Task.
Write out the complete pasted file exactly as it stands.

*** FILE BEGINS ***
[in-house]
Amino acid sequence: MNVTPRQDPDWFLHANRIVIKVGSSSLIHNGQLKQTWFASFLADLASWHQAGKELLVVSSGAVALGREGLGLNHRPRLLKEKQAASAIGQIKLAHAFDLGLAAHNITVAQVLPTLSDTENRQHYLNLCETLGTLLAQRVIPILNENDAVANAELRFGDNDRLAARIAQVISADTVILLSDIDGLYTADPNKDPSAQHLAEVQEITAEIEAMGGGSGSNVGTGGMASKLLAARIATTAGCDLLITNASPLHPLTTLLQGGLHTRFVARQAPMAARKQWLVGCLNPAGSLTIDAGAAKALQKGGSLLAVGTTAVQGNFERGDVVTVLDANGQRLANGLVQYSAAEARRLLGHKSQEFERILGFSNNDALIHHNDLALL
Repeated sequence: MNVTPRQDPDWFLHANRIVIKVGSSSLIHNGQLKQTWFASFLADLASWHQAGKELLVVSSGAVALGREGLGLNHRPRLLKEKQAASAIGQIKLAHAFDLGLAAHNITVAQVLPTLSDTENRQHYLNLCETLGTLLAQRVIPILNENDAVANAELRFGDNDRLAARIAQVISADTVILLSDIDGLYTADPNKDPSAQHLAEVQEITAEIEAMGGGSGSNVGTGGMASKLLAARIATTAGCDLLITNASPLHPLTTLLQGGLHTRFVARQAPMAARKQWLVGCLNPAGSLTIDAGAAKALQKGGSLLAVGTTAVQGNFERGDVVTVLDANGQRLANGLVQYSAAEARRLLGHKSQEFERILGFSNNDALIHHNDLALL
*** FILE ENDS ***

[in-house]
Amino acid sequence: MNVTPRQDPDWFLHANRIVIKVGSSSLIHNGQLKQTWFASFLADLASWHQAGKELLVVSSGAVALGREGLGLNHRPRLLKEKQAASAIGQIKLAHAFDLGLAAHNITVAQVLPTLSDTENRQHYLNLCETLGTLLAQRVIPILNENDAVANAELRFGDNDRLAARIAQVISADTVILLSDIDGLYTADPNKDPSAQHLAEVQEITAEIEAMGGGSGSNVGTGGMASKLLAARIATTAGCDLLITNASPLHPLTTLLQGGLHTRFVARQAPMAARKQWLVGCLNPAGSLTIDAGAAKALQKGGSLLAVGTTAVQGNFERGDVVTVLDANGQRLANGLVQYSAAEARRLLGHKSQEFERILGFSNNDALIHHNDLALL
Repeated sequence: MNVTPRQDPDWFLHANRIVIKVGSSSLIHNGQLKQTWFASFLADLASWHQAGKELLVVSSGAVALGREGLGLNHRPRLLKEKQAASAIGQIKLAHAFDLGLAAHNITVAQVLPTLSDTENRQHYLNLCETLGTLLAQRVIPILNENDAVANAELRFGDNDRLAARIAQVISADTVILLSDIDGLYTADPNKDPSAQHLAEVQEITAEIEAMGGGSGSNVGTGGMASKLLAARIATTAGCDLLITNASPLHPLTTLLQGGLHTRFVARQAPMAARKQWLVGCLNPAGSLTIDAGAAKALQKGGSLLAVGTTAVQGNFERGDVVTVLDANGQRLANGLVQYSAAEARRLLGHKSQEFERILGFSNNDALIHHNDLALL